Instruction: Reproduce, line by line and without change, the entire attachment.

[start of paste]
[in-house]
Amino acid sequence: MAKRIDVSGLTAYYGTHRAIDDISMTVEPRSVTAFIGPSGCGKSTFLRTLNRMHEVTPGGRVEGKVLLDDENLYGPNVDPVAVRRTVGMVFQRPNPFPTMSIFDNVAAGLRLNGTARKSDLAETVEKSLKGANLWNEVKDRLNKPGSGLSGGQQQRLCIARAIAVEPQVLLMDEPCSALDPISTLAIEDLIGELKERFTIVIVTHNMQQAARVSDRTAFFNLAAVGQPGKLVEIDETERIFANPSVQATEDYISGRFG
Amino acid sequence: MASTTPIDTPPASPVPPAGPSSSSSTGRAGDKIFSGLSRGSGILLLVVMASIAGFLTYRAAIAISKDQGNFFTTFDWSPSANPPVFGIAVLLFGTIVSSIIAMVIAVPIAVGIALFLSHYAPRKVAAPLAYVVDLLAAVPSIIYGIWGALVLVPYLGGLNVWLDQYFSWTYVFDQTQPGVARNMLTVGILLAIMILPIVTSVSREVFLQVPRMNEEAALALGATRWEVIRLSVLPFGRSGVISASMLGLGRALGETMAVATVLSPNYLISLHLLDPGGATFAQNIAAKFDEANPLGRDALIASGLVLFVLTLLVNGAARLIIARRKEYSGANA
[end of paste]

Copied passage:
[in-house]
Amino acid sequence: MAKRIDVSGLTAYYGTHRAIDDISMTVEPRSVTAFIGPSGCGKSTFLRTLNRMHEVTPGGRVEGKVLLDDENLYGPNVDPVAVRRTVGMVFQRPNPFPTMSIFDNVAAGLRLNGTARKSDLAETVEKSLKGANLWNEVKDRLNKPGSGLSGGQQQRLCIARAIAVEPQVLLMDEPCSALDPISTLAIEDLIGELKERFTIVIVTHNMQQAARVSDRTAFFNLAAVGQPGKLVEIDETERIFANPSVQATEDYISGRFG
Amino acid sequence: MASTTPIDTPPASPVPPAGPSSSSSTGRAGDKIFSGLSRGSGILLLVVMASIAGFLTYRAAIAISKDQGNFFTTFDWSPSANPPVFGIAVLLFGTIVSSIIAMVIAVPIAVGIALFLSHYAPRKVAAPLAYVVDLLAAVPSIIYGIWGALVLVPYLGGLNVWLDQYFSWTYVFDQTQPGVARNMLTVGILLAIMILPIVTSVSREVFLQVPRMNEEAALALGATRWEVIRLSVLPFGRSGVISASMLGLGRALGETMAVATVLSPNYLISLHLLDPGGATFAQNIAAKFDEANPLGRDALIASGLVLFVLTLLVNGAARLIIARRKEYSGANA